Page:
Unicompartmental versus total knee arthroplasty in the same patient. A comparative study

C T Laurencin, S B Zelicof, R D Scott, F C Ewald
Clinical Orthopaedics and related Research 1991, (273): 151-6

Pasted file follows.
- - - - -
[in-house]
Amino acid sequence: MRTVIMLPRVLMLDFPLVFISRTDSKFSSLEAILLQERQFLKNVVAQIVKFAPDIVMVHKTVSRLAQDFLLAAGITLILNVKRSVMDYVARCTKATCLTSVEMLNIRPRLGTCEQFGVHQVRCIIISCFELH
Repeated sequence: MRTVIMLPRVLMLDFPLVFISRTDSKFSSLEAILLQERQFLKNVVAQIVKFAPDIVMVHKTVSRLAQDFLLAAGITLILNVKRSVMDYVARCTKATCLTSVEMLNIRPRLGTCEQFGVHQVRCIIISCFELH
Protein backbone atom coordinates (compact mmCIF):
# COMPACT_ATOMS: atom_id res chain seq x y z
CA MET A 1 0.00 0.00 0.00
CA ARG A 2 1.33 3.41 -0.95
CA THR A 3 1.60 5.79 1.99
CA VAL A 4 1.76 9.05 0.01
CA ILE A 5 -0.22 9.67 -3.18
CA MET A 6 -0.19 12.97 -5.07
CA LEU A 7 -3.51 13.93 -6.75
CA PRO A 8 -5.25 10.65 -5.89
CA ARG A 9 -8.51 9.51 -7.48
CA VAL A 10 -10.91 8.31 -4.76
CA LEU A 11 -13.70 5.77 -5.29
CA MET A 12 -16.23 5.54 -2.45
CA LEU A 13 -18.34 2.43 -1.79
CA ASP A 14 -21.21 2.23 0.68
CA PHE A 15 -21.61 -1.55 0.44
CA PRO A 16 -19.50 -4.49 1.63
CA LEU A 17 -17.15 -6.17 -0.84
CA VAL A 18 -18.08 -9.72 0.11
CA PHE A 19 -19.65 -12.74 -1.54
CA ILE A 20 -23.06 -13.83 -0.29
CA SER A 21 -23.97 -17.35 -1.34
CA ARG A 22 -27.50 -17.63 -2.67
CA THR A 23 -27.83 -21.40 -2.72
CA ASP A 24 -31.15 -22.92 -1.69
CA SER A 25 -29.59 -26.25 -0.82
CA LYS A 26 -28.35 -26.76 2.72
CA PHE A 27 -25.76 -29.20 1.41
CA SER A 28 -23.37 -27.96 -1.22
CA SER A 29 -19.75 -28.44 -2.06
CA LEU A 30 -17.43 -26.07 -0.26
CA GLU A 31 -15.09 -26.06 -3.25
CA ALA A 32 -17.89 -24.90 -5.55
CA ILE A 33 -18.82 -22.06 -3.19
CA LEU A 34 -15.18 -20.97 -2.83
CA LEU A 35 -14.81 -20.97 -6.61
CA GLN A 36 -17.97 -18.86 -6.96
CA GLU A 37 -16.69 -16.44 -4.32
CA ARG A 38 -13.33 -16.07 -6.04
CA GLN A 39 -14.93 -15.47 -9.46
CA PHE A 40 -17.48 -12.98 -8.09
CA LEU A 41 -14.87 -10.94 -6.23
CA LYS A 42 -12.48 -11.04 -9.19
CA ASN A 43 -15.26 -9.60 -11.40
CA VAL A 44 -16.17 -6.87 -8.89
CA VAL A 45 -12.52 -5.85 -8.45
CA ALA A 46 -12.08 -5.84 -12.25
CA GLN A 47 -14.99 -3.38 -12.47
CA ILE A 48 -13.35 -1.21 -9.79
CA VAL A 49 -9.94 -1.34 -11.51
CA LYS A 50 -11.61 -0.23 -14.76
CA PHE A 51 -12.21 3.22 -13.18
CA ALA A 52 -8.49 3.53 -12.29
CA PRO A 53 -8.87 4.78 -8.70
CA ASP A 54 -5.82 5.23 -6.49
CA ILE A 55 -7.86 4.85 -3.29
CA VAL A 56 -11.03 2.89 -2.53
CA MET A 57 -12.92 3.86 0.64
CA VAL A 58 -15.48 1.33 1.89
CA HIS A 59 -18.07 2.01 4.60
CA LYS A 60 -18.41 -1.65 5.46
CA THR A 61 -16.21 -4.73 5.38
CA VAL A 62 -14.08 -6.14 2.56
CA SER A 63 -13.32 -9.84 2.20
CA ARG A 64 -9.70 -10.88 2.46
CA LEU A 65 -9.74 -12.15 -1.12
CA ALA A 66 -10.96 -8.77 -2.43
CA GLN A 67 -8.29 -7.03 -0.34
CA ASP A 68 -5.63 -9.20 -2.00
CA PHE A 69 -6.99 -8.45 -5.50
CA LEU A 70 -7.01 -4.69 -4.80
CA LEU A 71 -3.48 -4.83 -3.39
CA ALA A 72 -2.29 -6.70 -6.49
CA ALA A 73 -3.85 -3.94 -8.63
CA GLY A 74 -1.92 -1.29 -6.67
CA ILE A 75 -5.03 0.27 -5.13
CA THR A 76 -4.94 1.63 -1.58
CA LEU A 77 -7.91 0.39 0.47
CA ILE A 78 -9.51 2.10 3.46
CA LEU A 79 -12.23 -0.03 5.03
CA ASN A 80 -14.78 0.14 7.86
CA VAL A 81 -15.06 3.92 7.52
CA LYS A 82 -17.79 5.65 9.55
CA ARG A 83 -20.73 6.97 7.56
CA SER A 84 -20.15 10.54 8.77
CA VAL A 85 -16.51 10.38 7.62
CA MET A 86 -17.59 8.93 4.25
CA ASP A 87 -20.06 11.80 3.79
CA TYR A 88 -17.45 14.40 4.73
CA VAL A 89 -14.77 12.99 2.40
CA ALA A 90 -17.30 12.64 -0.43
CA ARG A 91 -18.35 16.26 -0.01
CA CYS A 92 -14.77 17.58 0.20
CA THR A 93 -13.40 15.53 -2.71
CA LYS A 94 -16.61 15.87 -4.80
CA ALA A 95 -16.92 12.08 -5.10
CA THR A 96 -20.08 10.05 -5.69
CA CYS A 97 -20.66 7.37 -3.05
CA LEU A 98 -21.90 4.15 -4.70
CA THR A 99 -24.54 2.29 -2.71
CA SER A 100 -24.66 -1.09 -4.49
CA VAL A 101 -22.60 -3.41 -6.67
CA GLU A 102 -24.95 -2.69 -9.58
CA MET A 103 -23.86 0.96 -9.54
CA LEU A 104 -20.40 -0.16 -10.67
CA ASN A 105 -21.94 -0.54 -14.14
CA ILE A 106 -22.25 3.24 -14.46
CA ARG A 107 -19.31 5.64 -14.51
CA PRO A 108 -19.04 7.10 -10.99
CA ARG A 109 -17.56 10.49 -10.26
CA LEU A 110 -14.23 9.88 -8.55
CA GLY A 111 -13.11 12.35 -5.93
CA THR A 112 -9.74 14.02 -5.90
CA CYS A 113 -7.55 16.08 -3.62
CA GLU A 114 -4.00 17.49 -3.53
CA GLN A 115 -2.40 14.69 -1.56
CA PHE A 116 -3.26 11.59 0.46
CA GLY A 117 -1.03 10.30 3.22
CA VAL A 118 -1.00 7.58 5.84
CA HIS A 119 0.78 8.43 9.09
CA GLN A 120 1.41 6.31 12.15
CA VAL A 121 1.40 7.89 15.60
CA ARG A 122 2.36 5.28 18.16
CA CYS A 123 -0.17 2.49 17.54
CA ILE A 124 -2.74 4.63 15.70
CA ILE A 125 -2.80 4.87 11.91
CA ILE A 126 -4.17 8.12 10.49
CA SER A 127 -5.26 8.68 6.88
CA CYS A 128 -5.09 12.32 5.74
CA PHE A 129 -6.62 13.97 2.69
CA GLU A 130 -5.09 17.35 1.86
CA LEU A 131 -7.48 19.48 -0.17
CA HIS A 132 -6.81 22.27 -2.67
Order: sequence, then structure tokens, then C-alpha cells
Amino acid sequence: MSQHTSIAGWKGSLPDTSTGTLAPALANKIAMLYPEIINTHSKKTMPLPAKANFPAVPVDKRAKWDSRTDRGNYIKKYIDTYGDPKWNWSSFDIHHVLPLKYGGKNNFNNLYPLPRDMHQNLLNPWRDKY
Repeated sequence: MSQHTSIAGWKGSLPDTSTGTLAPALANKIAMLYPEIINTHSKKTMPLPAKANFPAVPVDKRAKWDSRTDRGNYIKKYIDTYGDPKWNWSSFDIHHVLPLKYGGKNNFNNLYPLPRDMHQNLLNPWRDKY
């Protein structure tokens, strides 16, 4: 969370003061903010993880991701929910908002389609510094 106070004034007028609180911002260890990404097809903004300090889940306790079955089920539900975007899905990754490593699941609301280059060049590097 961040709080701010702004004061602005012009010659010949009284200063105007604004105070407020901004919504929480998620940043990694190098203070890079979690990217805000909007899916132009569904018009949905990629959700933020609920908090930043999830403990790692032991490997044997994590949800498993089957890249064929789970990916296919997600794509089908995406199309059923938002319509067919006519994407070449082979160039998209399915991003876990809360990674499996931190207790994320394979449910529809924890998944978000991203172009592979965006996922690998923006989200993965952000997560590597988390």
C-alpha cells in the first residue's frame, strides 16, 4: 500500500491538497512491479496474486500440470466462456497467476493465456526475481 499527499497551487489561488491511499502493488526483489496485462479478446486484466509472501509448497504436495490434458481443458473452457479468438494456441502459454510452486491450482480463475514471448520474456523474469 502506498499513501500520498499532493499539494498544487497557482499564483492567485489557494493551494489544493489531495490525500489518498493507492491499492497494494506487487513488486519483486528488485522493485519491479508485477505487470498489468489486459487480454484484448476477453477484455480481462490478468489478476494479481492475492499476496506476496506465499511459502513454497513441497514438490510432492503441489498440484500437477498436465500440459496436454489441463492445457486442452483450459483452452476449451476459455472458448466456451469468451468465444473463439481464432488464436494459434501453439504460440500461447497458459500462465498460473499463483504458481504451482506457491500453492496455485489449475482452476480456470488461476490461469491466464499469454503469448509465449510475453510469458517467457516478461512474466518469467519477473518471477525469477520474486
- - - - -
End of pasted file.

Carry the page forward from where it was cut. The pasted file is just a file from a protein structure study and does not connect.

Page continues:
The purpose of this study was to compare unicompartmental knee arthroplasty (UKA) with total knee arthroplasty (TKA) and more specifically to evaluate the role of the patella in patient preference between UKA and TKA. A group of 23 patients were chosen, each with a UKA in one knee and a TKA in the opposite knee. As a subset of the group, 13 patients were compared who had not had patellar resurfacing on their TKA side (Group A) versus ten patients who had patellar resurfacing (Group B). Each patient had a UKA and TKA performed during the same hospitalization. Each patient's resurfacing was performed by the same surgical team. Moreover, inpatient care and physical therapy for each patient's respective UKA and TKA were the same. Patient evaluation consisted of chart review, joint registry data, and telephone interviews that focused on patient preference regarding pain, stability, "feel," and ability to climb stairs. The 23 patients studied had an average follow-up period of 81 months (range, 38-153 months). There were 14 men and ten women with an average age of 67 years. Preoperative diagnosis was osteoarthritis in 22 patients and rheumatoid arthritis in one patient. Range of motion (ROM) improved from a preoperative mean of 106 degrees to 123 degrees postoperatively on the UKA side. Mean ROM for the Group A TKAs improved from 104 degrees to 109 degrees, whereas the Group B TKAs remained unchanged at 113 degrees. For patients surveyed in Group A, 31% stated that their UKA knee was their better knee overall, 15% stated that their TKA knee was their better knee overall, and 54% could find no difference.(ABSTRACT TRUNCATED AT 250 WORDS)

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